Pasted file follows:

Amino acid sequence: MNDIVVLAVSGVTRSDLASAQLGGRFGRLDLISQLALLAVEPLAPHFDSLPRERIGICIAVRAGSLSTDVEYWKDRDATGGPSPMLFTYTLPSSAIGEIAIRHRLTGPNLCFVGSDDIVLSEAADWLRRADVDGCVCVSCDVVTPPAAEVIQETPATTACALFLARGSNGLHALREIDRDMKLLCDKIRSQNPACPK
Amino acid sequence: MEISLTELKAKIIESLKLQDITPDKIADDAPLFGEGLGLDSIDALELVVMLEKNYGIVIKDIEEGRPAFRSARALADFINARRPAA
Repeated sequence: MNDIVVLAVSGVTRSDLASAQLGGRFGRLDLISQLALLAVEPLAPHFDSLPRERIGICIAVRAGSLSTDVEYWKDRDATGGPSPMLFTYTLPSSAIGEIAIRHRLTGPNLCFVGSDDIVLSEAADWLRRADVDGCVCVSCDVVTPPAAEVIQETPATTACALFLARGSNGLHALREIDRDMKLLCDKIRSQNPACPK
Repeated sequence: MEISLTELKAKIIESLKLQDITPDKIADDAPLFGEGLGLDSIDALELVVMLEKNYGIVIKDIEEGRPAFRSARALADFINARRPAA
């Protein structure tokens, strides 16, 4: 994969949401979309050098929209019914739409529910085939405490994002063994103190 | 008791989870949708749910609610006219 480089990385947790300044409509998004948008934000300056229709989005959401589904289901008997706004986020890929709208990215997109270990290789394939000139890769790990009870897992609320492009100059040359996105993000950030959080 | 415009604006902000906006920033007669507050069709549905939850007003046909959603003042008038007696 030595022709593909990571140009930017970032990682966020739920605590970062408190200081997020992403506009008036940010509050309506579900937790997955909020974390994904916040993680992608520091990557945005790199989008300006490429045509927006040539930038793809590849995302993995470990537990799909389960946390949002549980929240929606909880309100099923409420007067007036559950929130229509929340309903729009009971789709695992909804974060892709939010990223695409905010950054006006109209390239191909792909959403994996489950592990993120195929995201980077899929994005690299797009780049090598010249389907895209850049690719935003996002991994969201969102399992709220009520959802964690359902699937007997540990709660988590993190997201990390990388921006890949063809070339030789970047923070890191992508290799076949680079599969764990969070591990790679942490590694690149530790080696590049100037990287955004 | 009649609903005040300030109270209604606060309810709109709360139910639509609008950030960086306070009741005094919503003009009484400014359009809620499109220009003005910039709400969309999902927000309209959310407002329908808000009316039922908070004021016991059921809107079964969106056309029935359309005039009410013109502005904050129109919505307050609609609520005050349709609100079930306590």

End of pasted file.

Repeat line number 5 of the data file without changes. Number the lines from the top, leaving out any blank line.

């Protein structure tokens, strides 16, 4: 994969949401979309050098929209019914739409529910085939405490994002063994103190 | 008791989870949708749910609610006219 480089990385947790300044409509998004948008934000300056229709989005959401589904289901008997706004986020890929709208990215997109270990290789394939000139890769790990009870897992609320492009100059040359996105993000950030959080 | 415009604006902000906006920033007669507050069709549905939850007003046909959603003042008038007696 030595022709593909990571140009930017970032990682966020739920605590970062408190200081997020992403506009008036940010509050309506579900937790997955909020974390994904916040993680992608520091990557945005790199989008300006490429045509927006040539930038793809590849995302993995470990537990799909389960946390949002549980929240929606909880309100099923409420007067007036559950929130229509929340309903729009009971789709695992909804974060892709939010990223695409905010950054006006109209390239191909792909959403994996489950592990993120195929995201980077899929994005690299797009780049090598010249389907895209850049690719935003996002991994969201969102399992709220009520959802964690359902699937007997540990709660988590993190997201990390990388921006890949063809070339030789970047923070890191992508290799076949680079599969764990969070591990790679942490590694690149530790080696590049100037990287955004 | 009649609903005040300030109270209604606060309810709109709360139910639509609008950030960086306070009741005094919503003009009484400014359009809620499109220009003005910039709400969309999902927000309209959310407002329908808000009316039922908070004021016991059921809107079964969106056309029935359309005039009410013109502005904050129109919505307050609609609520005050349709609100079930306590």